5. Develop a Practice of Hindsight and Introspection
To truly understand where you’re going and how you’re going to get there, you need to first understand what led you up to this point. Developing a practice of hindsight and introspection where you hold yourself accountable and look at your past objectively – without any bias or airbrushing of the facts is a key skill you need in your self-motivation armoury. The only person who knows you as well as you do is yourself. And if you can’t be honest in your own self-appraisal, you’ll simply repeat the same mistakes over and over and over again. Think of hindsight and introspection like having mini interventions with yourself. It doesn’t need to be harsh, but it does need to be honest. It’s the best gift you can give to yourself.
6. Develop an Attitude of Learning
One of the biggest factors that limit motivation is our ‘comfort zone.’ Most people don’t like to challenge themselves. They’d rather continue living in comfortable mediocrity than attempt something new. And that’s due to the fear of the unknown, and the effort that might be required not to learn new information, but to ‘unlearn’ stuff that informs their current reality. Why would anyone want to challenge themselves in this way? What’s the payoff? Well, the pay-off isn’t material or in any way monetary, but it’s far more valuable… The big pay-off in developing a compulsive attitude of learning is growth. If you cultivate this mindset and nurture the curious soul within, eventually you’ll reach a tipping point where inquiry is second nature. And ‘why’ becomes the most used word in your vocabulary.
7. Train Yourself to See Opportunity in Set Backs
There’s a famous quote that says, ‘fail your way to success.’ What most people don’t realise or understand when they see people who are accomplished in their field is that they go there through sheer determination. And that comes from seeing the opportunity for growth whenever you experience setbacks. It’s inevitable you’re going to make missteps in whatever pursuit you’re involved in. The difference that separates those who succeed and those who fail is how they respond. You can either choose to see failure as a necessary part of your ongoing learning process. Or, you can use it as an excuse to avoid putting forward the necessary effort to make a success of your life.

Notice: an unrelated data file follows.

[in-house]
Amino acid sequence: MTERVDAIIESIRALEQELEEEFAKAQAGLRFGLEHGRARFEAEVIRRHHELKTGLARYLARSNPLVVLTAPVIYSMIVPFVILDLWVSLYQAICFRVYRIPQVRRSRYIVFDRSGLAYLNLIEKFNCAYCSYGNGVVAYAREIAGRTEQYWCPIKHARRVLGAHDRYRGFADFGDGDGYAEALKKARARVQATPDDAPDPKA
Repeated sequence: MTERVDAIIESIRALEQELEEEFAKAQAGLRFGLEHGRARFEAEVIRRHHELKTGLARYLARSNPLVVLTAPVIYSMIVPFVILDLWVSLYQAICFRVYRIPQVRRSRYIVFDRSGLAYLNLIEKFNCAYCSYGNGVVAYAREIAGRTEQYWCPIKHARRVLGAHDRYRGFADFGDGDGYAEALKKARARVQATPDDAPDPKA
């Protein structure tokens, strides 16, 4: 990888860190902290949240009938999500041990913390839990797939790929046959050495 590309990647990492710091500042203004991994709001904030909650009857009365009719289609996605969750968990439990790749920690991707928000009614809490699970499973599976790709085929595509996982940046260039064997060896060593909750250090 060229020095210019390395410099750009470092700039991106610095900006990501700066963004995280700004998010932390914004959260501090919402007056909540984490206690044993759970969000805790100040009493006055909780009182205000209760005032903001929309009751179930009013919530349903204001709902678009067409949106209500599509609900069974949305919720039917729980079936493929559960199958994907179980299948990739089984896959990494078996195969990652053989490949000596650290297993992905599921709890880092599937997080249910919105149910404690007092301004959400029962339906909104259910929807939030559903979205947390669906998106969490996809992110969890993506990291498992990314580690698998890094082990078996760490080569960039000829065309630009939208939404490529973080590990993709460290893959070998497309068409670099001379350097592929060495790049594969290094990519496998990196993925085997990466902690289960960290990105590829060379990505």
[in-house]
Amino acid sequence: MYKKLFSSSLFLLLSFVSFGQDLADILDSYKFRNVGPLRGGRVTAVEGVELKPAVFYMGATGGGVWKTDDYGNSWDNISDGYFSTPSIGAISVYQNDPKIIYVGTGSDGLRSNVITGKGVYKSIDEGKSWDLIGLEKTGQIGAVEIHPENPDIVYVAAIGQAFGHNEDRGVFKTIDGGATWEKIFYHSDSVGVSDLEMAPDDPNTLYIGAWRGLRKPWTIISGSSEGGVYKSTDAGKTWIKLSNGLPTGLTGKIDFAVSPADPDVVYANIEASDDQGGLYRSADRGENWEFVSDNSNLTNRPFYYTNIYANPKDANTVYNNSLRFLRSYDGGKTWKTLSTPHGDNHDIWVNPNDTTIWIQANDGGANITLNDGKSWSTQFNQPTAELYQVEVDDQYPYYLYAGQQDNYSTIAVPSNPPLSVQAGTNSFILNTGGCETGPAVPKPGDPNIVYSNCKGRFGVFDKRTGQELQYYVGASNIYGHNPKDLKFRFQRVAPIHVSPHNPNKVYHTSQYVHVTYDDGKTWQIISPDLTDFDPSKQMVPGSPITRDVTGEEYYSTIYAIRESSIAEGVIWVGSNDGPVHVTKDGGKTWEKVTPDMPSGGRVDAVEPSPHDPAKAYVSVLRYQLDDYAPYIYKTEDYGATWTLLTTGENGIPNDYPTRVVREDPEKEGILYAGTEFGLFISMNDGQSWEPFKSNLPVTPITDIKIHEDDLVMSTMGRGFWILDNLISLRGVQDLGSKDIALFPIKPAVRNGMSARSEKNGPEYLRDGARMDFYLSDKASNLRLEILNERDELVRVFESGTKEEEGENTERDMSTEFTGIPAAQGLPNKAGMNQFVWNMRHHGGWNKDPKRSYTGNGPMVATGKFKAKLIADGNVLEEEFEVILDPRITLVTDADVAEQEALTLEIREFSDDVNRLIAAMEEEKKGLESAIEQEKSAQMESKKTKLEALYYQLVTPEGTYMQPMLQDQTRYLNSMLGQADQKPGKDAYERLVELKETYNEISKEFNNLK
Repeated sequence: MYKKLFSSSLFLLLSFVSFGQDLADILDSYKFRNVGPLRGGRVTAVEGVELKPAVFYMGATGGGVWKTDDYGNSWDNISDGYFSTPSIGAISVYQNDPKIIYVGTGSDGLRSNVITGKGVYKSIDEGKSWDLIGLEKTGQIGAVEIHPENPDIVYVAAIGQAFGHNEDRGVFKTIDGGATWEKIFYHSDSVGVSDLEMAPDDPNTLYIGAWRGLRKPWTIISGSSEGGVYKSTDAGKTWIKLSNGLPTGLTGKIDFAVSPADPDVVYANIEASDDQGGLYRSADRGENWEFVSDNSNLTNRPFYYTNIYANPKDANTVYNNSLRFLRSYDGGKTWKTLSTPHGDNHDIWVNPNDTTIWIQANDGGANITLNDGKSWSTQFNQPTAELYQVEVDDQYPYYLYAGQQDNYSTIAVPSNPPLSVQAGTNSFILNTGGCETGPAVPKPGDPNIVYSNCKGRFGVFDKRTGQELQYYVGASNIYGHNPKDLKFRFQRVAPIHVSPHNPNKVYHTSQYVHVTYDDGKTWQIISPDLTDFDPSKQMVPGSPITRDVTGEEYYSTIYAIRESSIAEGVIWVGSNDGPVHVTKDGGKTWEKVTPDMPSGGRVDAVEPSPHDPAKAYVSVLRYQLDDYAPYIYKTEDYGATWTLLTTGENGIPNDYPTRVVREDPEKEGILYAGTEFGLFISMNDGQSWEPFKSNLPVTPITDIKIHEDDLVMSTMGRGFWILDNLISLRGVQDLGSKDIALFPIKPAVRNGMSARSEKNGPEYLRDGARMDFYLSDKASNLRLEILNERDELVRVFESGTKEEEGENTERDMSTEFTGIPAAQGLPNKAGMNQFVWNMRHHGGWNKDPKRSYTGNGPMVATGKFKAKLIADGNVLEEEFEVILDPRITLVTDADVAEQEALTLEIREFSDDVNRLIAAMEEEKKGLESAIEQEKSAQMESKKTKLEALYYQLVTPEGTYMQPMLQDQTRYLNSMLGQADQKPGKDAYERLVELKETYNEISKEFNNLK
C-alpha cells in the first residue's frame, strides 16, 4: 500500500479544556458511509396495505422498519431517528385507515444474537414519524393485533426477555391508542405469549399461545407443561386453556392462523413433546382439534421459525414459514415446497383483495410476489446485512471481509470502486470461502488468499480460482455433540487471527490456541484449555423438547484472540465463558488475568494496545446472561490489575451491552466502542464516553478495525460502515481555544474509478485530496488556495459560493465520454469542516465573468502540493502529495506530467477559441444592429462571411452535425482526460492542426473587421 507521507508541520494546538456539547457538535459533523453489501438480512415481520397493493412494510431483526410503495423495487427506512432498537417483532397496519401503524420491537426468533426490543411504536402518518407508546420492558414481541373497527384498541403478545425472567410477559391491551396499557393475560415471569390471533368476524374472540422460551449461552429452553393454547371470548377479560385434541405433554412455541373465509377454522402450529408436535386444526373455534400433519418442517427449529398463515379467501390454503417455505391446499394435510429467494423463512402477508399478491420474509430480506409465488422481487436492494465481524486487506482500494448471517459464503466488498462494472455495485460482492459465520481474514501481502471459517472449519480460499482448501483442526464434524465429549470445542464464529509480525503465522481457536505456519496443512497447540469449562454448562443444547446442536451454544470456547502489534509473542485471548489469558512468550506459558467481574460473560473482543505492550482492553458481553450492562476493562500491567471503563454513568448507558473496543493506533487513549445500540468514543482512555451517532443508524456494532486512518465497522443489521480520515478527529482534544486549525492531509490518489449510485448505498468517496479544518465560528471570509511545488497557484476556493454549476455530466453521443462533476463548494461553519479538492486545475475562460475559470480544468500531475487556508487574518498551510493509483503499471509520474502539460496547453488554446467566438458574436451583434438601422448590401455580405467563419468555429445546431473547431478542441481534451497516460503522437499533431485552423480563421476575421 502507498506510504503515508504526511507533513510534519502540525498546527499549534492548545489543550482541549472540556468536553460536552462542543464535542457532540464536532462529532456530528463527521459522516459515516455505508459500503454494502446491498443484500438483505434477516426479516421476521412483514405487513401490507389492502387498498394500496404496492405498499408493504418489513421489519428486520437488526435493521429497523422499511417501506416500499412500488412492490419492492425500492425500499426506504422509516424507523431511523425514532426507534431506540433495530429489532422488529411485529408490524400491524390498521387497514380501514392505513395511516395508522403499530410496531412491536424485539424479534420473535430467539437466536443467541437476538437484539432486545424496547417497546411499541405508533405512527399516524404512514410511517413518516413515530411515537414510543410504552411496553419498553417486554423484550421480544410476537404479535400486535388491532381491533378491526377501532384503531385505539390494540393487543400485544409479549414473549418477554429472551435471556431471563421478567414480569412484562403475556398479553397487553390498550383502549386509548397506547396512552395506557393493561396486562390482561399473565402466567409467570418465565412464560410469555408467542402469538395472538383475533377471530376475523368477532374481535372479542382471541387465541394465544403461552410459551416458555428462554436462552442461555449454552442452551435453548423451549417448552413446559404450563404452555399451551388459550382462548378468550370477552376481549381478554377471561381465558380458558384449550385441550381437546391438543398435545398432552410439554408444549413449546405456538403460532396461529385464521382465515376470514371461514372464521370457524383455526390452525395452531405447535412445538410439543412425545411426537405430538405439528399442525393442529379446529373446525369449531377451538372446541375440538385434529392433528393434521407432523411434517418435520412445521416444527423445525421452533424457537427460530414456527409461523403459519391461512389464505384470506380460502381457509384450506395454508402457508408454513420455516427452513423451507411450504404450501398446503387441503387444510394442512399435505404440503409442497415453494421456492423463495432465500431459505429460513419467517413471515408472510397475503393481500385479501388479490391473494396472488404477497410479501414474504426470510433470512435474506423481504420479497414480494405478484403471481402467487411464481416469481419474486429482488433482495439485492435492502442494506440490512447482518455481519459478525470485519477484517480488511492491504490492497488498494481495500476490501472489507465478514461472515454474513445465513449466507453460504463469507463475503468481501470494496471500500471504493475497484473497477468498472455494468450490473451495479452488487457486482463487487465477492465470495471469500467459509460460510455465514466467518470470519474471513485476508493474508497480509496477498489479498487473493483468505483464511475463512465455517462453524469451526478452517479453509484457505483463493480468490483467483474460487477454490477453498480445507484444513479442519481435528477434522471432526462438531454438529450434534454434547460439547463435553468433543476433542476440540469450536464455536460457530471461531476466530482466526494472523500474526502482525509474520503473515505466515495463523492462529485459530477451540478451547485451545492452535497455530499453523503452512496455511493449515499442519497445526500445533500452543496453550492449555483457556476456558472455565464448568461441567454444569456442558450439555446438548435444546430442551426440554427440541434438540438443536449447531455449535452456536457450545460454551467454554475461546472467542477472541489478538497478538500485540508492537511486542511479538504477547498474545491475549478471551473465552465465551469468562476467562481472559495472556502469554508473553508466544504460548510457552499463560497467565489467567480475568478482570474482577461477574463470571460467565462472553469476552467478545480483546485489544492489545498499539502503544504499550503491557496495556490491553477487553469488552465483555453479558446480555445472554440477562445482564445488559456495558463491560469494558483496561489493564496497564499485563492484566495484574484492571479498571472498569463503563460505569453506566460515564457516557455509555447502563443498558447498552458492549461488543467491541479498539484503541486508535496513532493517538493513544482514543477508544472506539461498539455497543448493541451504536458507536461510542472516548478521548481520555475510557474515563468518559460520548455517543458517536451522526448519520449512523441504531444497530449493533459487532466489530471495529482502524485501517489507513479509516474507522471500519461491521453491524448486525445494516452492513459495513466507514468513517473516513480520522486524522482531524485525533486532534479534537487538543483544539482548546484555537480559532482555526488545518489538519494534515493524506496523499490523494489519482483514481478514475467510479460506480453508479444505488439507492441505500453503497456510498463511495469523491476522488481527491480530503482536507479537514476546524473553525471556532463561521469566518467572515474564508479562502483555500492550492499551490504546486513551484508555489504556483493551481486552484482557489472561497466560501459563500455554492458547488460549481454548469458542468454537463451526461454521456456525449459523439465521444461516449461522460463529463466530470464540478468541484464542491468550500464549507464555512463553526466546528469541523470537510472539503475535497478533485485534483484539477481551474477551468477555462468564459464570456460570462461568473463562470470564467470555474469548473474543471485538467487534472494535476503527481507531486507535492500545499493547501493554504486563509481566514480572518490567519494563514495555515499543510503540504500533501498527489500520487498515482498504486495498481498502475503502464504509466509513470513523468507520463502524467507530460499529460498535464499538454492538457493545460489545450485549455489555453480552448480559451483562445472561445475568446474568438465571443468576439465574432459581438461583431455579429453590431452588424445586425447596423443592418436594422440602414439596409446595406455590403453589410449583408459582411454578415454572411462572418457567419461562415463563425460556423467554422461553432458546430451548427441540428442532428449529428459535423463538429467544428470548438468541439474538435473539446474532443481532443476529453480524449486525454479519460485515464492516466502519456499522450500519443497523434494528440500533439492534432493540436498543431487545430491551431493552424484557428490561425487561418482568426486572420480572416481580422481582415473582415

About the author:
Dr Becky Spelman is a leading UK Psychologist who’s had great success helping her clients manage and overcome a multitude of mental illnesses.
***If you’re struggling with your mental health and think you might benefit from speaking to someone, we offer a FREE 15-MINUTE CONSULTATION with one of our specialists to help you find the best way to move forward. You can book yours here.
Cognitive Behavioural Therapy (CBT) is a type of psychotherapeutic treatment that helps people overcome and resolve dysfunctional parts of their personality. The is accomplished by first encouraging the person to identify the thoughts and behaviours that are at the centre of their challenges - hence the name the 'cognitive' behavioural therapy.....
Active listening is an invaluable and often overlooked skill not just within romantic relations, but within all of our interpersonal relationships. It is a core social skill, that once developed will allow you to avoid unnecessary animosity and build stronger connections with those in your life.....